Though YEAGER reads like a heroic saga, it is based on documented fact. Yeager tells his own story throughout, but he occasionally stops to let others comment as well; Yeager’s wife, Glennis, his friend Bud Anderson, former commanders, and previous rivals relate their own stories about him. The result is a fresh, lively narrative filled with anecdotes in which Yeager’s legendary feats are episodically recollected.
The inspiration for the film THE RIGHT STUFF, Yeager piloted many experimental planes, among them the Bell X-1, in which he was the first to break the sound barrier. In the 1950’s, Yeager tested everything from supersonic interceptors to prototype bombers, challenging what the pilots called the “Ughknown.” He even tested a captured Russian MIG-15 during the Korean War and evaluated jets for the French.
His career spanned a golden period of postwar aviation, when jets replaced propeller planes and when the era of space travel was dawning. He was the first pilot to glimpse the blackness of space, when in another Bell rocket-powered craft, he exceeded Mach 2, twice the speed of sound.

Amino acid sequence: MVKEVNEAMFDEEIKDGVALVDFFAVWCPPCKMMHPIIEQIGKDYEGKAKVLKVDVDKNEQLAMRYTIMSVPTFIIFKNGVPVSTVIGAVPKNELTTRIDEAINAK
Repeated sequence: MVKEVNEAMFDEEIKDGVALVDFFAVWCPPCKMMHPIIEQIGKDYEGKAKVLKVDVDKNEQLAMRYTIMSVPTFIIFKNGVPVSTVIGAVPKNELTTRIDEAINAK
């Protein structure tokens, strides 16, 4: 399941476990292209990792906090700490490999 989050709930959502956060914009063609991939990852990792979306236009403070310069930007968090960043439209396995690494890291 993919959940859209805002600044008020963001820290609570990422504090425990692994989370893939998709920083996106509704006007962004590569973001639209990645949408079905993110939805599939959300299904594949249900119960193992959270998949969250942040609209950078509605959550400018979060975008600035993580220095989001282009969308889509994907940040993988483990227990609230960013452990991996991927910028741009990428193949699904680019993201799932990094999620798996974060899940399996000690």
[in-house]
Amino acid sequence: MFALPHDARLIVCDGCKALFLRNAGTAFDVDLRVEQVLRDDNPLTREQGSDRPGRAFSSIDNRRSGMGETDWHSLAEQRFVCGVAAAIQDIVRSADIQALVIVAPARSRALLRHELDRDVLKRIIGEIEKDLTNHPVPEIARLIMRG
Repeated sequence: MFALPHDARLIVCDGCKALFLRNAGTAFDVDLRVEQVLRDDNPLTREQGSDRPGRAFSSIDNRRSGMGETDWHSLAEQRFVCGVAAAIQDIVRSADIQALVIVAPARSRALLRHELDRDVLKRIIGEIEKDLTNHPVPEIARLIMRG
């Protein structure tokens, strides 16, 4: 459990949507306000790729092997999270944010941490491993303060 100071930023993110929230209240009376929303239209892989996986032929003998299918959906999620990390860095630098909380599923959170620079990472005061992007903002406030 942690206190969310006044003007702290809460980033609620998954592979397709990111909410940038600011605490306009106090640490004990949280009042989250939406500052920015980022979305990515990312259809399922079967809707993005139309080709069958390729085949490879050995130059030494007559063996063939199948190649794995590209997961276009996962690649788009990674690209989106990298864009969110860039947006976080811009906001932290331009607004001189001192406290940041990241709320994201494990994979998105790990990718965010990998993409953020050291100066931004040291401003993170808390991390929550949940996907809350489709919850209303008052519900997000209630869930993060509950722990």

In the late 1950’s, he headed the newly created Aerospace Research Pilots School at Edwards Air Force Base. There, he helped to train the first generation of military aerospace test pilots and developed the first space simulator. The promise of the Space Age excited Yeager, particularly when he envisioned orbiting space laboratories and transportable shuttles. Although he was instrumental in laying the foundation for the nation’s new commitment to space exploration, his lack of a college education prevented him from becoming an astronaut. Matter-of-factly, he states that he did not see where the risks involved were as great as some research flying done at Edwards over the years.
This truly is an autobiography which presents a life’s career in all its richness--a life experience in full dimension.